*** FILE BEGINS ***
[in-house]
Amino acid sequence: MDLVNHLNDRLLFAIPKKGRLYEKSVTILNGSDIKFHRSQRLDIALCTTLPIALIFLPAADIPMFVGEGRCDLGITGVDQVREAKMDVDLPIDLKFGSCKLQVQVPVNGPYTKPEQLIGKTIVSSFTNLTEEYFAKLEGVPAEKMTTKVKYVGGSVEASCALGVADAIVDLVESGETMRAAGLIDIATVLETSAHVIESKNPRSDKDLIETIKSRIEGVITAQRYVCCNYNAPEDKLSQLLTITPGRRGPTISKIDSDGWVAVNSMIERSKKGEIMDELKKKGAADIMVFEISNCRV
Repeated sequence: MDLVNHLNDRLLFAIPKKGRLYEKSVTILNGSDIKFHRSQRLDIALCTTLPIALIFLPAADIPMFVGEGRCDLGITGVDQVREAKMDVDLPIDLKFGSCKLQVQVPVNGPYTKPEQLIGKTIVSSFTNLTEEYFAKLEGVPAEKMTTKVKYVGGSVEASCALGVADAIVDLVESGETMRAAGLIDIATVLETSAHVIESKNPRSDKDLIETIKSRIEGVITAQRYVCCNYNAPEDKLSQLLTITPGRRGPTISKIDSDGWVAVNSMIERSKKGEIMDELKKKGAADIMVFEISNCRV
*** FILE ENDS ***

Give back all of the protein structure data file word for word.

[in-house]
Amino acid sequence: MDLVNHLNDRLLFAIPKKGRLYEKSVTILNGSDIKFHRSQRLDIALCTTLPIALIFLPAADIPMFVGEGRCDLGITGVDQVREAKMDVDLPIDLKFGSCKLQVQVPVNGPYTKPEQLIGKTIVSSFTNLTEEYFAKLEGVPAEKMTTKVKYVGGSVEASCALGVADAIVDLVESGETMRAAGLIDIATVLETSAHVIESKNPRSDKDLIETIKSRIEGVITAQRYVCCNYNAPEDKLSQLLTITPGRRGPTISKIDSDGWVAVNSMIERSKKGEIMDELKKKGAADIMVFEISNCRV
Repeated sequence: MDLVNHLNDRLLFAIPKKGRLYEKSVTILNGSDIKFHRSQRLDIALCTTLPIALIFLPAADIPMFVGEGRCDLGITGVDQVREAKMDVDLPIDLKFGSCKLQVQVPVNGPYTKPEQLIGKTIVSSFTNLTEEYFAKLEGVPAEKMTTKVKYVGGSVEASCALGVADAIVDLVESGETMRAAGLIDIATVLETSAHVIESKNPRSDKDLIETIKSRIEGVITAQRYVCCNYNAPEDKLSQLLTITPGRRGPTISKIDSDGWVAVNSMIERSKKGEIMDELKKKGAADIMVFEISNCRV